I heard Buster Olney on the radio this morning talking about Manny Ramirez. Buster was whining about the fact that players like Manny Ramirez are essentially ruining baseball. He claimed that Manny was hurting other players by casting all of baseball under the steroid shadow. He cited an unnamed general manager who allegedly voiced concern that Manny, by signing a fat contract, was being rewarded for cheating.
I don’t disagree with Buster or his mysterious GM confidant, but Manny didn’t victimize Joe Torre or the Dodgers’ organization. Both parties entered that deal with eyes wide open. Just because the Dodgers didn’t want to ask why Manny was still such a beast at the plate even though he’ll be 37 in this month doesn’t mean Manny tricked them. Just because Joe Torre says he doesn’t want to believe that steroids are the norm doesn’t mean he actually believes it.
If the Dodgers, or any team, really cared about steroids they’d include anti-steroid clauses in the contracts, but nobody does that. If Major League baseball really cared about steroids they’d implement the same testing policies and procedures used by the International Olympic Committee.
The reality of the issue is that steroids are good for baseball. Getting caught is bad, but as long as players can stay ahead of the tests and beat the system, everybody’s happy. The proof is in the salary structure. Manny Ramirez got caught cheating. He trotted out that sorry “medical condition” excuse, but didn’t see fit to appeal his case to Major League Baseball.
Now it’s possible that Manny really was receiving treatment for a “personal” medical condition that he doesn’t want to talk about. Maybe he wants to get pregnant. But it’s interesting that about five minutes after the announcement was made, investigators identified the drug he tested positive for and experts immediately connected it to steroid use. It turns out that the practice of using female fertility drugs to stimulate testosterone production after a steroid cycle is pretty old school.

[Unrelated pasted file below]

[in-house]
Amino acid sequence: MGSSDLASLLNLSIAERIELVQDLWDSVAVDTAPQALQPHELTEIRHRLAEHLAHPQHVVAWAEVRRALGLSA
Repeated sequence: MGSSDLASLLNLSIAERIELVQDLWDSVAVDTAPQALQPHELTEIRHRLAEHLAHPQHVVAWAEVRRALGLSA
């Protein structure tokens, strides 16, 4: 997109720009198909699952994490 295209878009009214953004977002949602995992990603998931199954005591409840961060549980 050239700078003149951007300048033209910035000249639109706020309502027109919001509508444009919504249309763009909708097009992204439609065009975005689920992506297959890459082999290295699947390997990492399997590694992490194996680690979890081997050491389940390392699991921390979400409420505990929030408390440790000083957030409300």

According to reports, Manny tested positive for elevated testosterone, which prompted further investigation. That yielded paperwork that connected Manny to hCG, which is similar to a designer drug that was at the middle of the BALCO investigation. This drug is used often enough for performance enhancing purposes that it is listed as a banned substance. Ergo, Manny is a cheater.
What people need to grow up and realize is that Manny is not the exception, he is the rule. There’s too much money being thrown around for these guys not to cheat, especially when the testing procedures are wanting and the penalties aren’t stiff enough. The IOC issues two year suspensions for doping and people still try to beat the system. The Tour de France is also strict but that doesn’t stop dozens of the world’s best bicyclists from taking their chances.
And we haven’t even talked about football. College and professional football players defy logic but for some reason we don’t connect them to steroids unless they fail the NFL’s testing procedure. Former players have called the test a joke, but because they admitted to cheating they are deemed unreliable and their claims are dismissed, but consider this: wide receivers and defensive backs are among the greatest athletes in the world, yet none of them ever compete in international track and field events. Why is that?
Perhaps the NFL doesn’t want players to miss summer workouts, but you’d think that letting a star receiver skip the preseason to represent his country at the Summer Games would reflect positively on the league. Surely none of the franchises would object to allowing a player to take some time off to pursue a once-in-a-lifetime opportunity. Still, we haven’t seen a prominent NFL player participate in an Olympic event since Willie Gault joined the US bobsled team more than 20 years ago. Maybe that’s just a coincidence.
Maybe Manny’s telling the truth. Maybe A-Rod is too and Barry Bonds never tested positive for steroids, did he? Perhaps we should take them all at their word. Never mind the bulging biceps and 30 pounds of solid muscle that magically appeared in an offseason. Forget about the fact that a 36 year-old veteran is playing with the vim and vigor of a 20 year-old rookie. Ignore the logic that says people shouldn’t be coming back from surgery in four or five weeks.
Just don’t complain when the next superstar tests positive.